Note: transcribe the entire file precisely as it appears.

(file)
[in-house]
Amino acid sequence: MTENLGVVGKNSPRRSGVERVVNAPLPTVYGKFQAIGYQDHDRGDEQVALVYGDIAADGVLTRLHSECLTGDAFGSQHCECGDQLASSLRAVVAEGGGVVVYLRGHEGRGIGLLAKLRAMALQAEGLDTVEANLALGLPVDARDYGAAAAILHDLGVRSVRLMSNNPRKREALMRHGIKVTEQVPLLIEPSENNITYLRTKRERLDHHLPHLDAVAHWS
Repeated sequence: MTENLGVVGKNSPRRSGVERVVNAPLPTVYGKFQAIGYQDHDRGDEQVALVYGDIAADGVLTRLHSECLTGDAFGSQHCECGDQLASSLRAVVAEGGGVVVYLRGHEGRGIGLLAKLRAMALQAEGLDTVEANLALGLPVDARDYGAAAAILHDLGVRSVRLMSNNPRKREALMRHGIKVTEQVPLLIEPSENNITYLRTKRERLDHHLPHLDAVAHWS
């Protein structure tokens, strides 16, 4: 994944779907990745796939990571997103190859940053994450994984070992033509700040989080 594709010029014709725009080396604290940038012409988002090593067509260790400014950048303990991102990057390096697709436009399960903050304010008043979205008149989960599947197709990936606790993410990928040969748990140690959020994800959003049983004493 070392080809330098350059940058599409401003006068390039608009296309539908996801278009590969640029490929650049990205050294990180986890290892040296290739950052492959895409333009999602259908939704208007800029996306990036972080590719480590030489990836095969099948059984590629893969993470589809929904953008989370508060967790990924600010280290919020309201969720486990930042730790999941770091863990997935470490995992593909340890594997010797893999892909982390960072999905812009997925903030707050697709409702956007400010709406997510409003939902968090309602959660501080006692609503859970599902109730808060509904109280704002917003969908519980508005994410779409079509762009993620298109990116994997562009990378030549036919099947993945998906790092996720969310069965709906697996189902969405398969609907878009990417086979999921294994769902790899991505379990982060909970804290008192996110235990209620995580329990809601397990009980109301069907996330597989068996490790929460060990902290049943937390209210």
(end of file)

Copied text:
[in-house]
Amino acid sequence: MTENLGVVGKNSPRRSGVERVVNAPLPTVYGKFQAIGYQDHDRGDEQVALVYGDIAADGVLTRLHSECLTGDAFGSQHCECGDQLASSLRAVVAEGGGVVVYLRGHEGRGIGLLAKLRAMALQAEGLDTVEANLALGLPVDARDYGAAAAILHDLGVRSVRLMSNNPRKREALMRHGIKVTEQVPLLIEPSENNITYLRTKRERLDHHLPHLDAVAHWS
Repeated sequence: MTENLGVVGKNSPRRSGVERVVNAPLPTVYGKFQAIGYQDHDRGDEQVALVYGDIAADGVLTRLHSECLTGDAFGSQHCECGDQLASSLRAVVAEGGGVVVYLRGHEGRGIGLLAKLRAMALQAEGLDTVEANLALGLPVDARDYGAAAAILHDLGVRSVRLMSNNPRKREALMRHGIKVTEQVPLLIEPSENNITYLRTKRERLDHHLPHLDAVAHWS
């Protein structure tokens, strides 16, 4: 994944779907990745796939990571997103190859940053994450994984070992033509700040989080 594709010029014709725009080396604290940038012409988002090593067509260790400014950048303990991102990057390096697709436009399960903050304010008043979205008149989960599947197709990936606790993410990928040969748990140690959020994800959003049983004493 070392080809330098350059940058599409401003006068390039608009296309539908996801278009590969640029490929650049990205050294990180986890290892040296290739950052492959895409333009999602259908939704208007800029996306990036972080590719480590030489990836095969099948059984590629893969993470589809929904953008989370508060967790990924600010280290919020309201969720486990930042730790999941770091863990997935470490995992593909340890594997010797893999892909982390960072999905812009997925903030707050697709409702956007400010709406997510409003939902968090309602959660501080006692609503859970599902109730808060509904109280704002917003969908519980508005994410779409079509762009993620298109990116994997562009990378030549036919099947993945998906790092996720969310069965709906697996189902969405398969609907878009990417086979999921294994769902790899991505379990982060909970804290008192996110235990209620995580329990809601397990009980109301069907996330597989068996490790929460060990902290049943937390209210």